TES is a system for storing excess solar energy by heating or cooling a medium so that it can be used later. The International Renewable Energy Agency states, “TES is becoming particularly important for electricity storage in combination with concentrating solar power (CSP) plants where solar heat can be stored for electricity production when sunlight is not available.”
There are three types of TES:
- Sensible heat storage, which is the most common, stores thermal energy by heating or cooling a substance like sand, molten salt, rocks, or water.
- Latent heat storage is similar except it uses phase change materials, which absorb a tremendous amount of energy when they go from solid to liquid or liquid to gas. Looking at the this graph (Fig. 1), during phase change, energy storage is able to increase without the temperature going up, making this method highly efficient.
- Thermo-chemical storage uses thermal energy “to drive a reversible endothermic chemical reaction, storing the energy as chemical potential.”
This method uses excess energy to pump water uphill and store it in tanks or reservoirs. When needed, it is released to turn turbines.
The National Hydropower Association claims “With an ability to respond almost instantaneously to changes in the amount of electricity running through the grid, pumped storage is an essential component of the nation’s electricity network.”
This method has already found many applications throughout the world, although it is not very efficient when compared to other methods. “…to get the amount of energy stored in a single AA battery, we would have to lift 100 kg (220 lb) 10 m (33 ft) to match it. To match the energy contained in a gallon of gasoline, we would have to lift 13 tons of water (3500 gallons) one kilometer high (3,280 feet).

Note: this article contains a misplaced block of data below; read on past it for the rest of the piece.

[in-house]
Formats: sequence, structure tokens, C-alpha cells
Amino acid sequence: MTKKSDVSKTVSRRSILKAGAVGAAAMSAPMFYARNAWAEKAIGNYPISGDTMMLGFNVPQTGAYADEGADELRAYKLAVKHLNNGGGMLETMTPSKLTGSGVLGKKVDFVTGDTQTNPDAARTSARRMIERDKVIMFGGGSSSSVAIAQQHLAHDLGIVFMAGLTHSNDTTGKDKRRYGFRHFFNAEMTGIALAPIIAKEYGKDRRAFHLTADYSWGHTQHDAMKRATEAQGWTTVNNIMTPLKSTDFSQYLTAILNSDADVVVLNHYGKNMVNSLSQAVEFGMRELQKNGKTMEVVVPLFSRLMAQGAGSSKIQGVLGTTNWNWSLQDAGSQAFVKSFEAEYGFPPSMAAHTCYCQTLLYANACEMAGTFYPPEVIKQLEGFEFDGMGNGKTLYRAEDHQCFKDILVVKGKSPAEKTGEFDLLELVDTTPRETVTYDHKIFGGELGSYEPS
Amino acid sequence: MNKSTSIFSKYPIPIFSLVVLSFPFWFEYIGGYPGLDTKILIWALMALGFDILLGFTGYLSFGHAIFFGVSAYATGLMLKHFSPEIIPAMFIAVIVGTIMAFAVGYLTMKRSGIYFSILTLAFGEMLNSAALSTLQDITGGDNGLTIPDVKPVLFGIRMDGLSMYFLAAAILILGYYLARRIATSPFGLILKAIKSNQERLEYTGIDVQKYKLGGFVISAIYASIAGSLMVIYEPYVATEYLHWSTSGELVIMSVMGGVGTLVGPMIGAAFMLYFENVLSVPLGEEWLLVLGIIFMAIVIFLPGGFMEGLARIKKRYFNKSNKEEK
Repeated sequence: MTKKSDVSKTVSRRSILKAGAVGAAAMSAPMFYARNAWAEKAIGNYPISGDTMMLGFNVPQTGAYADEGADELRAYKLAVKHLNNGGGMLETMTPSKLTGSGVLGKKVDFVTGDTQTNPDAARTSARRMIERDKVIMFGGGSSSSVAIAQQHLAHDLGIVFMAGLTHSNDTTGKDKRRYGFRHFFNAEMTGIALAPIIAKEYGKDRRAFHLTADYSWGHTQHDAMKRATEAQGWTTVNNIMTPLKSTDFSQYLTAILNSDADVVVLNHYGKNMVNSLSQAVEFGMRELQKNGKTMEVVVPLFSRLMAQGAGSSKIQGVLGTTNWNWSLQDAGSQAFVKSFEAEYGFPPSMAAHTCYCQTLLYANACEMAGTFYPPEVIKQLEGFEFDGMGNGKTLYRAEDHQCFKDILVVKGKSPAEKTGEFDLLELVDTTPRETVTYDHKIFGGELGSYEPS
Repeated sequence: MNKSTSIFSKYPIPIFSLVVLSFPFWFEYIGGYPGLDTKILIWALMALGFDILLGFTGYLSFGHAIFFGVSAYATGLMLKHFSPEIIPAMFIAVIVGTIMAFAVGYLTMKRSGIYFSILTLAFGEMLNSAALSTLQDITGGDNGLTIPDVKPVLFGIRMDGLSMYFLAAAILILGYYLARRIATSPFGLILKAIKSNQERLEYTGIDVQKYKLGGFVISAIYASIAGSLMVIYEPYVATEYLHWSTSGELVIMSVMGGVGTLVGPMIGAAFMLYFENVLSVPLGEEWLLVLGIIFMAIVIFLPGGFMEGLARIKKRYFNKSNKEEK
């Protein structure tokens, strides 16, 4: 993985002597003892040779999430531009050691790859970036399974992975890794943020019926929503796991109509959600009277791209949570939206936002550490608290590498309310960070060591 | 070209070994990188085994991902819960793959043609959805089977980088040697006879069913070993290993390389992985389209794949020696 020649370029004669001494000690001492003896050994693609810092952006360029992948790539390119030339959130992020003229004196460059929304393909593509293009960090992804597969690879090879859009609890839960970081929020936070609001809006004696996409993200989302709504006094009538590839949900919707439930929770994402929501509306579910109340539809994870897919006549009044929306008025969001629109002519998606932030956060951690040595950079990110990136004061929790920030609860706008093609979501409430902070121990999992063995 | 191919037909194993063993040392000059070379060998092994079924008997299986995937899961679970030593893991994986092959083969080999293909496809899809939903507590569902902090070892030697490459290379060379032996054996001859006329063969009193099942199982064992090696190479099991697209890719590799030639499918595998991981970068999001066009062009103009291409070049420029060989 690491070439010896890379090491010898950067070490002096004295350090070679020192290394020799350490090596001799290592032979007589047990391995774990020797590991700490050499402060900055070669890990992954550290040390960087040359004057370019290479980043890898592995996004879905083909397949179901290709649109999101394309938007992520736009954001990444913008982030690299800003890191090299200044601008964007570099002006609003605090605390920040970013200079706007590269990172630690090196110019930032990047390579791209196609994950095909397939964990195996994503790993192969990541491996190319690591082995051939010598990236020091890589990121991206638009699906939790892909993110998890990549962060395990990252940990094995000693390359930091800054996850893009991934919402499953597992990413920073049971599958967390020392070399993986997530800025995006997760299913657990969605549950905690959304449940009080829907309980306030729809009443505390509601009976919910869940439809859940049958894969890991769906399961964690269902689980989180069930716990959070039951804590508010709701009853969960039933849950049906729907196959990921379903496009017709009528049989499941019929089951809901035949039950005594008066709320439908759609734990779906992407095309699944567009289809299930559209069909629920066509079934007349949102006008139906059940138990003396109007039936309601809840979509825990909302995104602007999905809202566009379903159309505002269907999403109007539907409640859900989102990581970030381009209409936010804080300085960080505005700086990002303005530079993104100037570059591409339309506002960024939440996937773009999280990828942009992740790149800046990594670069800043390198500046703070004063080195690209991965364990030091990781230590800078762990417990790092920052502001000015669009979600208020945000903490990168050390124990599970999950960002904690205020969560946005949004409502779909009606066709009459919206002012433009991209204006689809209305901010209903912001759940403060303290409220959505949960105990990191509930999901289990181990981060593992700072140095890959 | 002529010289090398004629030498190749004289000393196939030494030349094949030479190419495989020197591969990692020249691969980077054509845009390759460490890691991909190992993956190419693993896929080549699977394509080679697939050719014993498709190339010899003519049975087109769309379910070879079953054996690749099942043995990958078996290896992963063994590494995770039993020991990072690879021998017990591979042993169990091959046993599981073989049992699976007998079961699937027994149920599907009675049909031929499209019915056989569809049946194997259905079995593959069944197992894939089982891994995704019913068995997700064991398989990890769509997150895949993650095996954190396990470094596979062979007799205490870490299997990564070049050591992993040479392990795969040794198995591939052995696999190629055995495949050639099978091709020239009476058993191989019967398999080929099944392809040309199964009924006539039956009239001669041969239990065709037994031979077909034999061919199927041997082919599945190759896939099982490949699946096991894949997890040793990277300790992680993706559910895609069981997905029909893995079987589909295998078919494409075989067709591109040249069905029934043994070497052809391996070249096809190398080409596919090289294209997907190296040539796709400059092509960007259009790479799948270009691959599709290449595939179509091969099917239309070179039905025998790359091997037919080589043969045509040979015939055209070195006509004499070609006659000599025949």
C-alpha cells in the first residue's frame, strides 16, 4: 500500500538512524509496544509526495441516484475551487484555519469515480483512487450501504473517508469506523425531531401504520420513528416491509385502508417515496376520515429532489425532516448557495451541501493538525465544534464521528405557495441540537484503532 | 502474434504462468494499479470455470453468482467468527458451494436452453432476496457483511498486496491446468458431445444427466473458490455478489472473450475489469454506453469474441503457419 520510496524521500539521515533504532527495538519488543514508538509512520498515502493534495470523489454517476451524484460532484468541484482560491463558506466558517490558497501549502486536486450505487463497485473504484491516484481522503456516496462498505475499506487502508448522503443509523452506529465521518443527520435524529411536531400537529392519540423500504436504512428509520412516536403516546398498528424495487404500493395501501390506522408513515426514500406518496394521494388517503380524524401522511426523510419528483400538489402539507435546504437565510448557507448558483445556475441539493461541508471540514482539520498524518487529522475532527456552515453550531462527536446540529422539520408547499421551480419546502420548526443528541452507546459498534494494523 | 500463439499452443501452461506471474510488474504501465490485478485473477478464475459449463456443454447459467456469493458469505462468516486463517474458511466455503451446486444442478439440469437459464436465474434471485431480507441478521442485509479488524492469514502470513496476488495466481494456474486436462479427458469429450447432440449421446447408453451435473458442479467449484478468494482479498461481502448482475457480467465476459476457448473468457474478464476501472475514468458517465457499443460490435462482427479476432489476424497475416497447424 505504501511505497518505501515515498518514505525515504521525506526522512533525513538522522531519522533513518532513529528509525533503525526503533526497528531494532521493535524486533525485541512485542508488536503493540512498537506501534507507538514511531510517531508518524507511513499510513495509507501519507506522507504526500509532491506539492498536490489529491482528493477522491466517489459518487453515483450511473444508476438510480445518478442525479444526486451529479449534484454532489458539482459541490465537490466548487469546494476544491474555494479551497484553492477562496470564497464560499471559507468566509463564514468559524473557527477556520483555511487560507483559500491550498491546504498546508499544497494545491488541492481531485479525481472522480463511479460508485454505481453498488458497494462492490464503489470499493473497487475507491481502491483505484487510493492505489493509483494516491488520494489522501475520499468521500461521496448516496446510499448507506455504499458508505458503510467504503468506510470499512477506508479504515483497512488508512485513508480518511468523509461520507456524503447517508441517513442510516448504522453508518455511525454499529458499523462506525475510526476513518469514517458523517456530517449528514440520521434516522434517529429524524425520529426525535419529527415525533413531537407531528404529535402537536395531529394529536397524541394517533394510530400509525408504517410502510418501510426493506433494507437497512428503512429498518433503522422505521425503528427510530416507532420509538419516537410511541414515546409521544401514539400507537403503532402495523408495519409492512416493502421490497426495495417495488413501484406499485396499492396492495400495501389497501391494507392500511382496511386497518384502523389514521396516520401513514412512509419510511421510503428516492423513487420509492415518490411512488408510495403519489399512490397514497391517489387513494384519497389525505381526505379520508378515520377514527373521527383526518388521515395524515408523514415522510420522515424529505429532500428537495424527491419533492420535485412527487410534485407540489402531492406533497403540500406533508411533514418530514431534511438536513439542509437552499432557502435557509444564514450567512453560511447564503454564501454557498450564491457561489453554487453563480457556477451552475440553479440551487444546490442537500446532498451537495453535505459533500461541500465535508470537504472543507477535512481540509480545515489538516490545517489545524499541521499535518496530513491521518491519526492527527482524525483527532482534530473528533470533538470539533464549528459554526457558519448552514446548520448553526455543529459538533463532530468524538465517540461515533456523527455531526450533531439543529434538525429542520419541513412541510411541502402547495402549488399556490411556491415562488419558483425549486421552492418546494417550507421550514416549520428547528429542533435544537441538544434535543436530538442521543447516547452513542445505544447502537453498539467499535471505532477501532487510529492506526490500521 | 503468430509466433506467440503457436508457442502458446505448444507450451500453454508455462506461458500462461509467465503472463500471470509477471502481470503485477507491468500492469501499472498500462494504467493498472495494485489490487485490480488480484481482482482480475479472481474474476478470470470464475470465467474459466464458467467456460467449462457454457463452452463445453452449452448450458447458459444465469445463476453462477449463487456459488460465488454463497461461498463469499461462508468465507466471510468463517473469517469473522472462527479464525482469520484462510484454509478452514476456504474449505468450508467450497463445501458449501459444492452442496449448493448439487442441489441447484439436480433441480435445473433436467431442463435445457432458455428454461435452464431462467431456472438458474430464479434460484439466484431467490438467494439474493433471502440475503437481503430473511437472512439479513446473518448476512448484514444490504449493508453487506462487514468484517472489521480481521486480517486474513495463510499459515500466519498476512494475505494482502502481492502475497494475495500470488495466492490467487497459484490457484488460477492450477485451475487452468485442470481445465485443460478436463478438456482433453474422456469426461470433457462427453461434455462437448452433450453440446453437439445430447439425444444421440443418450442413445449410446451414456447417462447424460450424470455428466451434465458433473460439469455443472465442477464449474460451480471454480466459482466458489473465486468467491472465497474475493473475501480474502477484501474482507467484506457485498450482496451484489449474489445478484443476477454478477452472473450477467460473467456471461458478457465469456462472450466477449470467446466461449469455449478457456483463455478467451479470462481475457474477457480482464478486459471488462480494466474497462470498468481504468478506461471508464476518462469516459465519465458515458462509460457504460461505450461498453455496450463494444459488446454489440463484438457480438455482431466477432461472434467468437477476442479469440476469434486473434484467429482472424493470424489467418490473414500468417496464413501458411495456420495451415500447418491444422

100 Percent Renewables
A paper recently published in the journal Joule laid out the path for 139 countries to generate 100 percent of their energy from renewables by 2050. The authors make several important claims about their plan, such as avoiding three to five million deaths from air pollution, reducing the cost of global warming by around $28 trillion per year, and connecting four billion people to an adequate supply of electricity.
One of the central components is the ability to store renewable energy. If we are going to transition to 100 percent renewables, the above examples of game-changing energy storage need to become commercially viable.